Houzz – The Big Cover-Up: 10 Uses for Laser-Cut Screens at Home

Houzz is a great website for all your property inspiration. Recently they posted about Laser-Cut Screens and we wanted to share it with you. For the complete article click here.

Screen Shot

Aesthetically, laser-cut architectural screens can be used to provide a decorative wow-factor to the exterior of a home. But functionally, they can also provide privacy, shade, light, shelter and ventilation. Screens have certainly come along way since the days of simple trellises, and now laser-cut screens are available in a range of materials with customised patterns to suit the style of most homes. Here are 10 reasons to put up a laser-cut screen on your house.

Contemporary Exterior by Mills Gorman Architects
Mills Gorman Architects

A laser-cut screen is sheet of metal or wood that has been precision cut with a laser to create a pattern. They can be made from stainless, weathering, mild or galvanised steel, powder-coated aluminium, MDF, reconstituted hardwood or marine plywood, among other materials. Patterns can range from geometric to abstract to botanical, and everything in between.

Contemporary Exterior by Minka Interiors

Minka Interiors

Architecturally, laser-cut screens can be applied to indoor or outdoor spaces, and can be used to blur the boundaries between the interior and exterior of a home. The ornamental element is visible from both sides of the screen, plus light shines through either way that you look at the screen – you could say, they cut both ways.

Contemporary Exterior by Matt Gibson Architecture + Design

Matt Gibson Architecture + Design


1. To shield a home for privacy
Combatting the issue of privacy in inner-city suburbs, this laser-cut screen blocks out neighbours’ views into the upstairs master bedroom. The tree motif is inspired by the shadow created by a tree removed from the site, and it screens 70 per cent of the view into and out of the bedroom. This allows unobstructed light to stream in from above.

Contemporary by Matt Gibson Architecture + Design

Matt Gibson Architecture + Design

The reverse of the screen is painted white to be less visually obtrusive, while the tree motif blends beautifully with the views of the local environment.

Modern Exterior by Jamison Architects

Jamison Architects

2. To veil windows for sun protection
This renovated 1980s duplex has decorative screens veiling the windows at the front and rear of the house, providing both sun protection and privacy. The geometric pattern used on the screen is complementary to the lines and volumes of the house.

Modern Exterior by Simon Couchman Architects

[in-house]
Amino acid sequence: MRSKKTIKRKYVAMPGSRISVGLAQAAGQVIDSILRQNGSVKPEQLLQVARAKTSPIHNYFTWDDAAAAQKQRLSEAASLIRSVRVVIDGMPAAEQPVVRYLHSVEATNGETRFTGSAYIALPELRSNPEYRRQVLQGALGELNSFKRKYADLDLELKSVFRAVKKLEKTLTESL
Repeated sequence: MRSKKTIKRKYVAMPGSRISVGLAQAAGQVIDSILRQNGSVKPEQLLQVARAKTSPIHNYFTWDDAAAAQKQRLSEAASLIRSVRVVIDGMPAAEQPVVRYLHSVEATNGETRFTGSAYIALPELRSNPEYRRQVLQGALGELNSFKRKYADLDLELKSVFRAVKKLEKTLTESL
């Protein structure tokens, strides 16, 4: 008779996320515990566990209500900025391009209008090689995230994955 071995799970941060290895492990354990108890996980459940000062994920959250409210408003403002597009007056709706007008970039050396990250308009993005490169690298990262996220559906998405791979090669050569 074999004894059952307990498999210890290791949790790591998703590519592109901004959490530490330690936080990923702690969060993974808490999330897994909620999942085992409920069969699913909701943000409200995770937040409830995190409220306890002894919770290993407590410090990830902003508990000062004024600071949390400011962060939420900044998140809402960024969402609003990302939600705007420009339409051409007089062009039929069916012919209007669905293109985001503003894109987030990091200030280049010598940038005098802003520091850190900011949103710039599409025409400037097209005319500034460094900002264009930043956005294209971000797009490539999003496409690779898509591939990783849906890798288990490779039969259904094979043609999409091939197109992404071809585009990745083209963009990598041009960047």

Simon Couchman Architects

3. To provide shelter outdoors
A laser-cut screen can function as an outdoor awning, serving to reduce the effects of sun and rain on the exterior of a home or balcony. The greater the depth of the screen, the more protection it will provide. Plus, check out the great shadow it makes on the wall behind.

Contemporary Exterior by Studio 53

Studio 53

4. To add visual interest to a facade
Around the upstairs level of this house, the laser-cut metal screen mediates between inside and outside and adds visual interest to both. Its pattern is inspired by the floral motif of the original carpet and fireplace tiles of this renovated Arts and Crafts home. “The screen provides visual richness, shade and protection to openings while offering opportunities for passive surveillance of the street,” the owners say.

Contemporary Exterior by Moussafir Architectes

Moussafir Architectes

5. To create decorative shutters
Filigreed laser-cut metal screens are used as shutters across the expansive windows of this French home. They create dappled sunlight inside as well as providing privacy from passers-by.

Contemporary Courtyard by Landscape And Architectural Design Products PL

Landscape And Architectural Design Products PL

6. To shelter an outdoor kitchen
A laser-cut screen forms the roof and wall of this outdoor kitchen, blurring the lines between the indoor and outdoor space. The screen also provides ventilation for cooking, and some shade and protection for those inside.

Contemporary Exterior by Red Images Fine Photography

Red Images Fine Photography

7. To integrate a home with its landscaping
A copper screen with a free-flowing pattern beautifully complements the lush green landscaping that surrounds this home. The result is an organic and harmonious look that brings the house and its environment together as one.

Eclectic Garden Global Garden, San Carlos

8. To conceal the space under a house
The space under the stairs or under the structure of a house is not always that appealing to see. A laser-cut screen is a decorative way to conceal the space, while still allowing it to be used for storage. Plus, this one is back-lit for a dazzling effect at night.

Contemporary Exterior by BGD Architects

BGD Architects

9. To ventilate inside a house
Laser-cut screens can be placed across expansive windows to allow for adequate ventilation inside a house. They also boost the privacy factor from the street…

Contemporary Bedroom by BGD Architects

BGD Architects

…and from the inside? The screens that enclose the narrow balcony around the exterior of this house cast a decorative pattern across the floor.

Beach Style Verandah by aamodt / plumb architects
aamodt / plumb architects

10. To enclose an outdoor passage
Shield your family and friends from bad weather when they’re coming in and out of your home by incorporating a laser-cut screen around the outside. The swirling, sinuous pattern on this screen is carried throughout the home, to allow residents to feel like they are alone despite having close neighbours on both sides.


Leave a Reply